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Title: Parametric polyhedral optimisation for high-level synthesis
Author: Liu, Junyi
Awarding Body: University of London
Current Institution: Imperial College London
Date of Award: 2018
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High-level synthesis (HLS) improves hardware design productivity by using high-level programming languages for design entry. Although various automatic optimisations have been supported in modern HLS tools, manual effort is still required to achieve sufficient hardware acceleration. Loop pipelining is one of the most important opti- mization methods in HLS for increasing loop parallelism. In this thesis, we extend the capability of loop pipelining in HLS to handle loops with uncertain dependencies (i.e., parameterised by an undetermined variable) and/or non-uniform dependencies (i.e., varying between loop iterations). Our optimisations allow a pipeline to be scheduled without the aforementioned memory dependencies at compile time, but an associated controller will change the execution speed of loop iterations at runtime. A parametric polyhedral analysis is developed to generate the control logic and is integrated in an automated source-to-source code transformation framework. Experiments over a suite of benchmarks show that transformed pipelines can achieve 3.7-11× faster acceleration with a reasonable resource overhead. To tackle the challenge of memory and communication bottlenecks, we have also developed a tile size selection for loop tiling to improve data locality. The size of the tiles, which can significantly affect the memory requirement, is usually determined by partial enumeration. We propose an analytical methodology in this thesis to automate the selection of a tile size for optimised memory reuse in HLS. A new parametric polyhedral analysis for memory mapping is introduced to capture memory usage analytically for arbitrary tile sizes. To determine the tile size for data reuse in constrained on-chip memory, an algorithm is then developed to optimize over this model, using non-linear solvers to minimize communication overhead. We show experimentally that our tile size selection can quickly produce high-quality solutions associated with an efficient memory mapping.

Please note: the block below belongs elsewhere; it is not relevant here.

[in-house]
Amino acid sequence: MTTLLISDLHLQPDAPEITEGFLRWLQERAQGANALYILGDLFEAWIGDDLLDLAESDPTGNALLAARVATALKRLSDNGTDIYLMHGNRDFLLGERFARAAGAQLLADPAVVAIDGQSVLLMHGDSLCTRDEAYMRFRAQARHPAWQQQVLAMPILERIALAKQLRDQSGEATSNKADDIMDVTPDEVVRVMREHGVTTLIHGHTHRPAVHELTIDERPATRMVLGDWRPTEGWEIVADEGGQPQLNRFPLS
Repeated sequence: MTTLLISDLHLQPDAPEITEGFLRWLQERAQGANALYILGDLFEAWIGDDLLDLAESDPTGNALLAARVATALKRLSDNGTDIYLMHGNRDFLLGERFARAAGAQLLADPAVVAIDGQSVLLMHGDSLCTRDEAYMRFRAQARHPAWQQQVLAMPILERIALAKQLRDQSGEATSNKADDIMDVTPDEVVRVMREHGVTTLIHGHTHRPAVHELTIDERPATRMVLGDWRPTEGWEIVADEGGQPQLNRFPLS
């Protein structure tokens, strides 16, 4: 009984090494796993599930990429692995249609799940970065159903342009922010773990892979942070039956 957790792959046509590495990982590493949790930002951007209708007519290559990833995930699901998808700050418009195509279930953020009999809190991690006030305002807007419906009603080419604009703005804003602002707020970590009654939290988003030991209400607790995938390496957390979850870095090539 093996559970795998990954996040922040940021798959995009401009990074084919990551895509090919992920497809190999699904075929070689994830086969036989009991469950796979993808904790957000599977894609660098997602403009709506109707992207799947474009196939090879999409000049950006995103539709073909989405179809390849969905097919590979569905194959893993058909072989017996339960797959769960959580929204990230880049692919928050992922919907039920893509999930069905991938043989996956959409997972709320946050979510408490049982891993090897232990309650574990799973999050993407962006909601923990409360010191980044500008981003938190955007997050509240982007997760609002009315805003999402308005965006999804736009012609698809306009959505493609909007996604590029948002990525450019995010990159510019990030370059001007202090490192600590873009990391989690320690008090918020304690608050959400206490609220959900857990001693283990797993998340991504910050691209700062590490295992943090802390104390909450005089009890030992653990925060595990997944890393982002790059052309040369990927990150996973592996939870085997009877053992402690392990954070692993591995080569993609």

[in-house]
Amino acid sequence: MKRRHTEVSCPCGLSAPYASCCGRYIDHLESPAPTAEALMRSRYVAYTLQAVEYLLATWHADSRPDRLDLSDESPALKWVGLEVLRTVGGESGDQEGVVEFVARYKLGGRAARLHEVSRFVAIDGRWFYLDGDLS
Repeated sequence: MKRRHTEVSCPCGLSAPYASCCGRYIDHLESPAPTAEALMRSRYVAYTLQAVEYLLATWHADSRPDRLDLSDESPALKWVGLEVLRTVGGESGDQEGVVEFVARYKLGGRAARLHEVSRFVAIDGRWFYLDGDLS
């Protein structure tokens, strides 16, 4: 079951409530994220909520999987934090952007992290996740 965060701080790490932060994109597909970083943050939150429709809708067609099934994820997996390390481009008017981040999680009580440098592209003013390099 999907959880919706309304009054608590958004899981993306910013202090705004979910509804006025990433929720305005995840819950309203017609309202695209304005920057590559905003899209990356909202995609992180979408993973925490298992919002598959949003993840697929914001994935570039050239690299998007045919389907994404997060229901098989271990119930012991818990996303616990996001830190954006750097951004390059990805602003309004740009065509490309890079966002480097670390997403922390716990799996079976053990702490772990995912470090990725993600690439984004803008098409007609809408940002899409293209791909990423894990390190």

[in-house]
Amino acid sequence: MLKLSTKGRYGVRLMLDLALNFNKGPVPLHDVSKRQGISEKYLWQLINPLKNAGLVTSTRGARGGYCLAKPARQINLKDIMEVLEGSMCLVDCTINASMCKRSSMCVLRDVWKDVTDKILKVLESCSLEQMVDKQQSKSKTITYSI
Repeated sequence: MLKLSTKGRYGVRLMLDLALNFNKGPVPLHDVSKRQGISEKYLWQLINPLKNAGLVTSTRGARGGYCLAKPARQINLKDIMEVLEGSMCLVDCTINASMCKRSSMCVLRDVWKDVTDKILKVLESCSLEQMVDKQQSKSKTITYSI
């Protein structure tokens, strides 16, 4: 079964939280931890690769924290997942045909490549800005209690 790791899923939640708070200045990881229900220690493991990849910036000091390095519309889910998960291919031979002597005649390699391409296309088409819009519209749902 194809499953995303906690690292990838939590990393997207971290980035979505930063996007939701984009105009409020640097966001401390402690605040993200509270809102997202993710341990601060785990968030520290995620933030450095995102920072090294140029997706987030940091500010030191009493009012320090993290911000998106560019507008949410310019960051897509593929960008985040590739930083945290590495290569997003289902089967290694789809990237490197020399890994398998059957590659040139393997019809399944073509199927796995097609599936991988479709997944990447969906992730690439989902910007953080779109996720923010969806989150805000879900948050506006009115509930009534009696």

Supervisor: Constantinides, George Sponsor: Engineering and Physical Sciences Research Council
Qualification Name: Thesis (Ph.D.) Qualification Level: Doctoral